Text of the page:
The path to becoming a recruiter is often not straightforward. It zigs and zags, taking detours into sales and customer service before it emerges happily into the previously unknown Land of Staffing. The career lacks visibility – and the kind of nudge that only a career counselor can provide.

But what if the seed were planted even earlier? What if students attended college to become recruiters? Picture it: recruitment surfaces in the University degree scene in the year 2020. (Given that the variety and availability of four-year degree programs swells every decade, it’s not that hard to imagine. Consider this list of college majors that didn’t exist ten years ago).

So what would a well-rounded Staffing Degree look like? Recently, I asked three veteran recruiters (and one newbie) to pretend for a moment they were the deans of their respective imaginary universities, saddled with the task of writing a course catalog for bright young prospects. Below is a short course catalog they've helped me compile. If nothing else, it helps highlight the sheer range of skills these people must possess – and how hard they would be to cultivate through “book-learning.”

[History] Foundations of the Excuse: From the Garden of Eden to Barry Bonds

In this text-heavy course, we’ll follow the evolution of the excuse – from Eve blaming the serpent to modern sports stars claiming innocence when confronted with steroid abuse. We’ll analyze the excuses you encounter in your daily life and work, with special focus on context, originality, and believability. At the end of the course, students will be able to distinguish between a legitimate excuse and the blame game.

What the dean says: Pam Goodwin, executive recruiter at CoWorx Staffing, dreamed up this course because often she wishes she could decipher the real reason why someone can’t go to work. Because all too often, people can’t go to work.

[Psychology] Blinks, Fidgets, and Yawns: Exploring the Psyche of the Nonverbal
In this course, you’ll dig into the subtle distinction between various sighs, shrugs, and nods by studying live volunteer subjects. Instead of a written final, we will conduct an interview simulation wherein you must translate and respond to these signals in real time.

What the dean says: Tim Perkins, a national recruiter for Diversified Sourcing Solutions, recommends this course because you’re bound to encounter impaired verbal skills. But understanding your candidate is crucial to the process.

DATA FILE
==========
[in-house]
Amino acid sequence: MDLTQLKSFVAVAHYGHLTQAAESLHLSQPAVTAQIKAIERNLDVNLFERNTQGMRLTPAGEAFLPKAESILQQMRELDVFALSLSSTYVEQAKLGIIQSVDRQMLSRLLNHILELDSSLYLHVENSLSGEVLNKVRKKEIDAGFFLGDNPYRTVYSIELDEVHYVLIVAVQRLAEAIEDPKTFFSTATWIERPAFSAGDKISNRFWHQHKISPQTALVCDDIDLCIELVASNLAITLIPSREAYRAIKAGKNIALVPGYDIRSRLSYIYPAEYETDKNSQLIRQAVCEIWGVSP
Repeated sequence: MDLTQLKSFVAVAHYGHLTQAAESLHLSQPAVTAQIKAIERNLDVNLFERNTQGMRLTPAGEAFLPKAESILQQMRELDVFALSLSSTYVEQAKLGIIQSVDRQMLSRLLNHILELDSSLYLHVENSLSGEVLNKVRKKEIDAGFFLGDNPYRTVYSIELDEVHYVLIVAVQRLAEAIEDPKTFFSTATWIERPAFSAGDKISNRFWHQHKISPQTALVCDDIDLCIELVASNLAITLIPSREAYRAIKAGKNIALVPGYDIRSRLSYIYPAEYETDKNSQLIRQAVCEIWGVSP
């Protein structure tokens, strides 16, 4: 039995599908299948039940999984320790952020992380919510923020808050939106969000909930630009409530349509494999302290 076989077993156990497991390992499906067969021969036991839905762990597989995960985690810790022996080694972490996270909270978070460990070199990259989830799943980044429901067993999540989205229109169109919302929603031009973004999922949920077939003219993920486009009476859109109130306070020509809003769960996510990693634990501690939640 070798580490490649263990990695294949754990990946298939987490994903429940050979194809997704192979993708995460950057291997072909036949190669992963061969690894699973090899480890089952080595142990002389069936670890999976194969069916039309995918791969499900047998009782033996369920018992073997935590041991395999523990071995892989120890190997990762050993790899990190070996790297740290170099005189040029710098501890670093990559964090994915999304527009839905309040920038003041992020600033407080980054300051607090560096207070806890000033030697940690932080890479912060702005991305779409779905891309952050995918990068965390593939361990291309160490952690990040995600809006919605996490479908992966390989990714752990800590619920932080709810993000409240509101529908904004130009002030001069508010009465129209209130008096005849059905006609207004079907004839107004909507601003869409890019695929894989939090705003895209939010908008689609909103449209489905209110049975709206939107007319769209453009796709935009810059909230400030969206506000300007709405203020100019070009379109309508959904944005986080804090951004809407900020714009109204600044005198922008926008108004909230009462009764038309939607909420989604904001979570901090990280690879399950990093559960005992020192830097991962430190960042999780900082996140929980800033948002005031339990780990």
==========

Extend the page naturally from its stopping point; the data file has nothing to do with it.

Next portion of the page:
[Technical/Creative Writing] Job Descriptions and the Art of Descriptive Shorthand
Staffing Majors will gain enough broad knowledge be able to apply their written skills to any industry. We'll break down the parts of the modern job description, explore how it got to be that way, and forecast where it's going – interactive, visual, multimedia, narrative, etc. You won't just learn how to write a job description – you'll learn how to write a job story. We’ll work on the parallel “story of the candidate” and learn how to build realism and deepen their character through nuanced vocabulary and descriptive shorthand.

What the dean says: Charlene Dupray, former manager of administrative recruitment at Accent International, said being able to instantly deliver a 3D version of candidate to a client is an indispensable tool. She often felt that she needed more adjectives and superlatives.

[Linguistics] Independent Study: How to Read Fifty Resumes in Twenty Minutes
Speed-reading is a part of daily life in a media-centric world. We scan google results, fly through dozens of emails, and consume social media and news constantly… but our comprehension leaves something to be desired. Luckily, comprehension and increased reading rates can be honed through frequent practice. Final exam includes a reflective essay and a timed reading test.

What the dean says: Rick Bernard, a corporate recruiter, confesses that speed-reading and keyword-scanning are valuable skills when you want to have some extra time to play on LinkedIn.

[History] The Game of Risk: Battle Strategies of the Ancients
An interview is much like a battle. It's all about approach, which weapons you decide to use, and when to retreat or press on. Who better to learn these techniques from than the Ancients? For your final project, you'll be required to choose a battle from history and design a parallel mock “interview.” Translate physical advancements into interview assertions and physical retreats into verbal retreats.

What the dean says: Charlene Dupray, former manager of administrative recruitment at Accent International, likened an interview to a game, a dance, or even a battle. “You need to know when to circle back around from a different angle,” she said.

[Ethics in Society] Moral Limits of Staffing
Would you place a candidate just for the commission? Would you mislead a candidate about job duties? Or do you subscribe to the moral code that “bad placements equal bad karma?” Either way, we confront uncomfortable questions in our discussion sections and are expected to keep a weekly “ethics” journal. This is a course focused on self-reflection and preparation for an emotionally intelligent career concordant with corporate ideals.

What the dean says: Charlene Dupray, former manager of administrative recruitment at Accent International, said that she was very conscious of the fact that she was shaping and molding people’s lives, and that integrity was essential to building trust and client/candidate relationships.

Other Great Electives from Pam, Tim, Rick, and Charlene:
[Marketing] Brand Awareness in the Age of ADD and Apple
[Kinesiology] How to Shake Two People’s Hands at Once, and Other Physical Feats
-->Prerequisite: Strength & Conditioning
[Mathematics] How to Hear a Salary and Instantly Convert It To Hourly Rate
[Economics] Foundations of Trade: “Everyday” Investments

Tags: Tim Perkins, Industry, Charlene Dupray, Pam Goodwin, Staffing Degree